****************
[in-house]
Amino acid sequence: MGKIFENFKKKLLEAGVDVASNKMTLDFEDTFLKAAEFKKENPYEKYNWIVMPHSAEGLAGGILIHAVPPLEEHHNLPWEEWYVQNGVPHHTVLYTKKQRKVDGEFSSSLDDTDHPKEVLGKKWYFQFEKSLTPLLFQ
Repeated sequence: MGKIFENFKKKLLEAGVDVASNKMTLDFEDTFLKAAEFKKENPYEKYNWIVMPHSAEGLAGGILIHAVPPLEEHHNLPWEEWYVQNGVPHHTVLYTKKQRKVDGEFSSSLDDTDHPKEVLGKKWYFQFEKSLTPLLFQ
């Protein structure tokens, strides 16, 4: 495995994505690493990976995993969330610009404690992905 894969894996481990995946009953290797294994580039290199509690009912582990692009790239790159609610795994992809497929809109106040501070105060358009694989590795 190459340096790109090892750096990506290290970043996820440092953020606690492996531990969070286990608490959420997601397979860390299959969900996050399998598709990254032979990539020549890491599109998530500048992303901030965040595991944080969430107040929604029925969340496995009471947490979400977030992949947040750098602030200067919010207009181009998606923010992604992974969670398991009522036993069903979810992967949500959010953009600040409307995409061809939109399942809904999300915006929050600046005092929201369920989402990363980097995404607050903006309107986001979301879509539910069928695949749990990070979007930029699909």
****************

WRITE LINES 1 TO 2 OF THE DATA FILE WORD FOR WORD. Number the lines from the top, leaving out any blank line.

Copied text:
[in-house]
Amino acid sequence: MGKIFENFKKKLLEAGVDVASNKMTLDFEDTFLKAAEFKKENPYEKYNWIVMPHSAEGLAGGILIHAVPPLEEHHNLPWEEWYVQNGVPHHTVLYTKKQRKVDGEFSSSLDDTDHPKEVLGKKWYFQFEKSLTPLLFQ